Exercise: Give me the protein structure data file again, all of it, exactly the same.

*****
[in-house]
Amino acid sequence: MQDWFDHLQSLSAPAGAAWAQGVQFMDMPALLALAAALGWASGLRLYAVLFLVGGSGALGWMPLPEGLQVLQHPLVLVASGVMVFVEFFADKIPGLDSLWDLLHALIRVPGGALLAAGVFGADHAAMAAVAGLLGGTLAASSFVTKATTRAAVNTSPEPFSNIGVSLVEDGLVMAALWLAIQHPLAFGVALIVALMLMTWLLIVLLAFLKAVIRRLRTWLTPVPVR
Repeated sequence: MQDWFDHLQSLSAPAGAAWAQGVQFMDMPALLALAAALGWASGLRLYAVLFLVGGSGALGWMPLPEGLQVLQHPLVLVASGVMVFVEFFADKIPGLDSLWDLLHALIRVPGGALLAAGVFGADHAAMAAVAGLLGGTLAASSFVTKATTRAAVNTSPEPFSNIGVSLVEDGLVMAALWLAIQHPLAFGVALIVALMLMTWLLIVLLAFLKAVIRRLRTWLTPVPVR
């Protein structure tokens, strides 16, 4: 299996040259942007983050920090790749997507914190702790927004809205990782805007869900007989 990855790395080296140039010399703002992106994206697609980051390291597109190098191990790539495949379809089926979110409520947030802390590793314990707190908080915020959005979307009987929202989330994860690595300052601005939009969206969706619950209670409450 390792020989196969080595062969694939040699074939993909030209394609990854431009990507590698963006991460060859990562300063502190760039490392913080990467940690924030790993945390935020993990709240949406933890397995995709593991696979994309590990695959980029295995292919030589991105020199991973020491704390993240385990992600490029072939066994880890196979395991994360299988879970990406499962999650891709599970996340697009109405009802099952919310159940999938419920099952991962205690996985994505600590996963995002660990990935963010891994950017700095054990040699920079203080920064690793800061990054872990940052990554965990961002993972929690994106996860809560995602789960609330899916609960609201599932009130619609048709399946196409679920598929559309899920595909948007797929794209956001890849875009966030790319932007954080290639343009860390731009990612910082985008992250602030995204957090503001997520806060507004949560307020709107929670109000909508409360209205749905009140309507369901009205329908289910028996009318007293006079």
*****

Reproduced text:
[in-house]
Amino acid sequence: MQDWFDHLQSLSAPAGAAWAQGVQFMDMPALLALAAALGWASGLRLYAVLFLVGGSGALGWMPLPEGLQVLQHPLVLVASGVMVFVEFFADKIPGLDSLWDLLHALIRVPGGALLAAGVFGADHAAMAAVAGLLGGTLAASSFVTKATTRAAVNTSPEPFSNIGVSLVEDGLVMAALWLAIQHPLAFGVALIVALMLMTWLLIVLLAFLKAVIRRLRTWLTPVPVR
Repeated sequence: MQDWFDHLQSLSAPAGAAWAQGVQFMDMPALLALAAALGWASGLRLYAVLFLVGGSGALGWMPLPEGLQVLQHPLVLVASGVMVFVEFFADKIPGLDSLWDLLHALIRVPGGALLAAGVFGADHAAMAAVAGLLGGTLAASSFVTKATTRAAVNTSPEPFSNIGVSLVEDGLVMAALWLAIQHPLAFGVALIVALMLMTWLLIVLLAFLKAVIRRLRTWLTPVPVR
């Protein structure tokens, strides 16, 4: 299996040259942007983050920090790749997507914190702790927004809205990782805007869900007989 990855790395080296140039010399703002992106994206697609980051390291597109190098191990790539495949379809089926979110409520947030802390590793314990707190908080915020959005979307009987929202989330994860690595300052601005939009969206969706619950209670409450 390792020989196969080595062969694939040699074939993909030209394609990854431009990507590698963006991460060859990562300063502190760039490392913080990467940690924030790993945390935020993990709240949406933890397995995709593991696979994309590990695959980029295995292919030589991105020199991973020491704390993240385990992600490029072939066994880890196979395991994360299988879970990406499962999650891709599970996340697009109405009802099952919310159940999938419920099952991962205690996985994505600590996963995002660990990935963010891994950017700095054990040699920079203080920064690793800061990054872990940052990554965990961002993972929690994106996860809560995602789960609330899916609960609201599932009130619609048709399946196409679920598929559309899920595909948007797929794209956001890849875009966030790319932007954080290639343009860390731009990612910082985008992250602030995204957090503001997520806060507004949560307020709107929670109000909508409360209205749905009140309507369901009205329908289910028996009318007293006079």